As we rise in organizations and become more successful and as our businesses grow, life gets more hectic and more demanding. We travel more, are away from home more, the pressure intensifies. Our bosses or our boards seem more demanding. The shareholders expect and demand continuous quarterly earnings increases. But something else happens, too. Perhaps imperceptibly, we begin to change.
Typically, when we face an obstacle, especially a major obstacle, we tend to think, at least in the moment, this is the end. Especially if it is a serious health diagnosis, the loss of a loved one, or losing your job or the company you started. That is normal. Our first reaction is almost never, “Oh joy! An obstacle! I am sure this will be a great learning experience. I can’t wait to see what unfolds.”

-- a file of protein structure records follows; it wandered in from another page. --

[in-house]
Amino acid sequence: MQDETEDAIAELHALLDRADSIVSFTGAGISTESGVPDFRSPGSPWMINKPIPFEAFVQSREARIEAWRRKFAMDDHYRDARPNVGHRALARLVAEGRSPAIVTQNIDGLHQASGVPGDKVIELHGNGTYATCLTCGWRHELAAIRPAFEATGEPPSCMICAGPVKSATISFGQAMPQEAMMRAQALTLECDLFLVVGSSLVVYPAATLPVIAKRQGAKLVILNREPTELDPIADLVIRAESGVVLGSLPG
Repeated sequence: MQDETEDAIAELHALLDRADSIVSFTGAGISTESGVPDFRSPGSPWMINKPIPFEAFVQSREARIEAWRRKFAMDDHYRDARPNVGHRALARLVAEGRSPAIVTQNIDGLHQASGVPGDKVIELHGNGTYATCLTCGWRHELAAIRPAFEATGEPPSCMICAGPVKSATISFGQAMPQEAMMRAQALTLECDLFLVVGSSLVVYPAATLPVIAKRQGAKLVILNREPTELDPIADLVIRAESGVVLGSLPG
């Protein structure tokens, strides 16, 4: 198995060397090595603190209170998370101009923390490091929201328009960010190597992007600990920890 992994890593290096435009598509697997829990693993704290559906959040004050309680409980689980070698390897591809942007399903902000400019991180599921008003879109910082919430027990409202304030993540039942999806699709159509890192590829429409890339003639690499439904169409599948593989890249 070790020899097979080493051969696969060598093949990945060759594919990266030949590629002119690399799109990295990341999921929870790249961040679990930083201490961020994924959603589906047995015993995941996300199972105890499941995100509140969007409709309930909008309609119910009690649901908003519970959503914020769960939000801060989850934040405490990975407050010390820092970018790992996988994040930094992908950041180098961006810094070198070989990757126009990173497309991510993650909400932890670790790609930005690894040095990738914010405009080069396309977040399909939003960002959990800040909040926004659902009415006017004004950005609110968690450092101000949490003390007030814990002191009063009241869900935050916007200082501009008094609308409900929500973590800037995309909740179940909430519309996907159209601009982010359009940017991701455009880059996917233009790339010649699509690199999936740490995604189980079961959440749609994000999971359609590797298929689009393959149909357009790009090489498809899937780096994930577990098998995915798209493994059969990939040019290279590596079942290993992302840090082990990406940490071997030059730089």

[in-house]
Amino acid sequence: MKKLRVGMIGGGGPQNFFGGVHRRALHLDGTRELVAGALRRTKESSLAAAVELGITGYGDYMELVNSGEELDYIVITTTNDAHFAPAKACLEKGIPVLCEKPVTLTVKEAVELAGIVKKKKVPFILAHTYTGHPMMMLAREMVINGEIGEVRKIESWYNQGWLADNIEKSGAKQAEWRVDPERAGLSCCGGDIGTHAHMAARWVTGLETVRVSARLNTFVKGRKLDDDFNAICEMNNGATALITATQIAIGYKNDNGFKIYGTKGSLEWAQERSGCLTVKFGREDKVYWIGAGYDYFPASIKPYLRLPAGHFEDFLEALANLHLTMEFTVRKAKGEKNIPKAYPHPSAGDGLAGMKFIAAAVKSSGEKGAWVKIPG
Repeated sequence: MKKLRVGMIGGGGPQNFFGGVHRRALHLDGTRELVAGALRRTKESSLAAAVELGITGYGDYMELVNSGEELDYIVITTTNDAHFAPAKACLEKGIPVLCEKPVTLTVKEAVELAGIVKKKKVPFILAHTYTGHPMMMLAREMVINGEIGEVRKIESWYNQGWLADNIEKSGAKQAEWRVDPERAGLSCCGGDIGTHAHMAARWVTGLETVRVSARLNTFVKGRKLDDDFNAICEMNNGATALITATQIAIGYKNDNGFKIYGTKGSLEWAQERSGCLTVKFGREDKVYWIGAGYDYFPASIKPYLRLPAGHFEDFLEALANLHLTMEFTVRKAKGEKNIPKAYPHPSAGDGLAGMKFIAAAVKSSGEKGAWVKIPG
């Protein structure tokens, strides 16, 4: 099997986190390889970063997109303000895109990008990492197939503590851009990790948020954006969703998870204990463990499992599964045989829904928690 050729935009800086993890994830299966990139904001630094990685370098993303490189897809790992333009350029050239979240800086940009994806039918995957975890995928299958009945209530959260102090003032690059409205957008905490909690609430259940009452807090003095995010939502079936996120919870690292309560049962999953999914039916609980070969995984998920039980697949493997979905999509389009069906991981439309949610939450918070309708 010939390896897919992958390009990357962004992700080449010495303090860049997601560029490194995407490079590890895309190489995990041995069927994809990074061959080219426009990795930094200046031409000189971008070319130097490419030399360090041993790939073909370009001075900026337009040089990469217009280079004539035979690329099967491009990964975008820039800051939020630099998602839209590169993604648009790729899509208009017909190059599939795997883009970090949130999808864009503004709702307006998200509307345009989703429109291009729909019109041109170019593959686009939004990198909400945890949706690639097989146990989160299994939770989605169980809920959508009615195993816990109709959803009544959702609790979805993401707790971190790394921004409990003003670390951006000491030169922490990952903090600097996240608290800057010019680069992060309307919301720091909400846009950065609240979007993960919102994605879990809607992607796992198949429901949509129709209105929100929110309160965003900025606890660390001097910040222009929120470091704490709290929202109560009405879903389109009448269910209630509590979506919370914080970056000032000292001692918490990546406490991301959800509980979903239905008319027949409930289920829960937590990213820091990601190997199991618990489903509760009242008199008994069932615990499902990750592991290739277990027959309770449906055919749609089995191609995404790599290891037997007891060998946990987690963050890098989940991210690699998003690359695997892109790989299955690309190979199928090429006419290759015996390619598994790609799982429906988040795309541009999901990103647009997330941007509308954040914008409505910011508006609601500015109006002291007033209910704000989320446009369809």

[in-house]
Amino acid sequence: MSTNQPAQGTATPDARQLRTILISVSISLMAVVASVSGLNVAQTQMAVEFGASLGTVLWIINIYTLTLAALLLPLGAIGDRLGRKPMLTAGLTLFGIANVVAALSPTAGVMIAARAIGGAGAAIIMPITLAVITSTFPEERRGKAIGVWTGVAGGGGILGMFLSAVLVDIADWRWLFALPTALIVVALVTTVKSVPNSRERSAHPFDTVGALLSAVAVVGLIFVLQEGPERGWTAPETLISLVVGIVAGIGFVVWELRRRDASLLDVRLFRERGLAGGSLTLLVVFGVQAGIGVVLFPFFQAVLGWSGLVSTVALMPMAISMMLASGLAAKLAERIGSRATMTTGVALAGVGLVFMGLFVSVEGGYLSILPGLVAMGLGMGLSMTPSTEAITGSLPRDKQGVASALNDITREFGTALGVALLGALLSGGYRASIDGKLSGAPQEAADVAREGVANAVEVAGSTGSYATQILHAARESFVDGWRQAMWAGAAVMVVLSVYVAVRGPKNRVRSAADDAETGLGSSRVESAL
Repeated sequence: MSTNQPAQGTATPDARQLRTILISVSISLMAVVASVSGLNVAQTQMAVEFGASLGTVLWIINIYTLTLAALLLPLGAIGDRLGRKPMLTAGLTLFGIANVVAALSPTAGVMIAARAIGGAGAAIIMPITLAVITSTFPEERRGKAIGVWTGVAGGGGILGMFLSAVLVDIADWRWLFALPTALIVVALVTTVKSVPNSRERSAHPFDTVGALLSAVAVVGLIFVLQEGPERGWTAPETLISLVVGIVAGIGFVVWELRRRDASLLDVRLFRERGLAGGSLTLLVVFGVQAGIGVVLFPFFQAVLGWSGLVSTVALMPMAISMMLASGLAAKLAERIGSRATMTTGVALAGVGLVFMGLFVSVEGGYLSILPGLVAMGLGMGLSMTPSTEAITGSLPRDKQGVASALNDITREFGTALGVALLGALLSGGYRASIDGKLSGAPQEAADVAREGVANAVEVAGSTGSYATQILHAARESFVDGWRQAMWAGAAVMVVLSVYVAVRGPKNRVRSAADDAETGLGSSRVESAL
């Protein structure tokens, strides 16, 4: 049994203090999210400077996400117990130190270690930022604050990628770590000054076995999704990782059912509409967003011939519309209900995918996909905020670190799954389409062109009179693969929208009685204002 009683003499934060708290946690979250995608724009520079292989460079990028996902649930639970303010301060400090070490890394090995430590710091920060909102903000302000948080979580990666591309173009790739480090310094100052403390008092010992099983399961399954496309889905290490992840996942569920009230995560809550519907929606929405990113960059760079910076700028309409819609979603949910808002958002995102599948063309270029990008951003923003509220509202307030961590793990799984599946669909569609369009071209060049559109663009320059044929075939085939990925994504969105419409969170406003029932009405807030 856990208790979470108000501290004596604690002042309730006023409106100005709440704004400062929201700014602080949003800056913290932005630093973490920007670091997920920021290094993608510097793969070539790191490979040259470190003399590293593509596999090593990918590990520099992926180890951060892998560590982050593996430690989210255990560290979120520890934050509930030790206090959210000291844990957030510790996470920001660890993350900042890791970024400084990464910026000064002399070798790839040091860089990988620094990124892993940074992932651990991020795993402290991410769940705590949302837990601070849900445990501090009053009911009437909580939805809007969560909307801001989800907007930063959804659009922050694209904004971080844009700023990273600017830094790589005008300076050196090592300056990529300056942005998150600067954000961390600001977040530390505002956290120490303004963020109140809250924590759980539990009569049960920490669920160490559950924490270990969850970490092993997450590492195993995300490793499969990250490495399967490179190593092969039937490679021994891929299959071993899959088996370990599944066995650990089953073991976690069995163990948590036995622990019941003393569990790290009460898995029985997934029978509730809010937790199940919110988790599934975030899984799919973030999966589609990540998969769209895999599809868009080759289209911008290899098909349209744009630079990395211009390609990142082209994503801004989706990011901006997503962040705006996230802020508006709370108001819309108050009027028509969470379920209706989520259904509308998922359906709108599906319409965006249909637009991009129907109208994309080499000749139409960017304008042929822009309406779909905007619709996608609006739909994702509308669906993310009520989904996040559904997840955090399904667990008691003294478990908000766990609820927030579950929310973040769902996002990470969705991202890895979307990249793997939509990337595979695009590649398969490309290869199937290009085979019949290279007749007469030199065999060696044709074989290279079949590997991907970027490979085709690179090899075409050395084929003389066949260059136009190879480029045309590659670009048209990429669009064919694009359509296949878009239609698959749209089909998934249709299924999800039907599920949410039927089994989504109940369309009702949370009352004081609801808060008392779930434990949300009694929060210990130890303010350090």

When we think of legacy and purpose, it can be intimidating. When we are gone, how do we want our loved ones and friends to think of us? What will be our legacy? Do we want to be remembered as someone who worshipped the almighty dollar and would ruthlessly destroy anyone in our path? As someone who was always out for ourselves? Someone who did not really care about anyone other than our self, indifferent to the suffering and pain of those around us?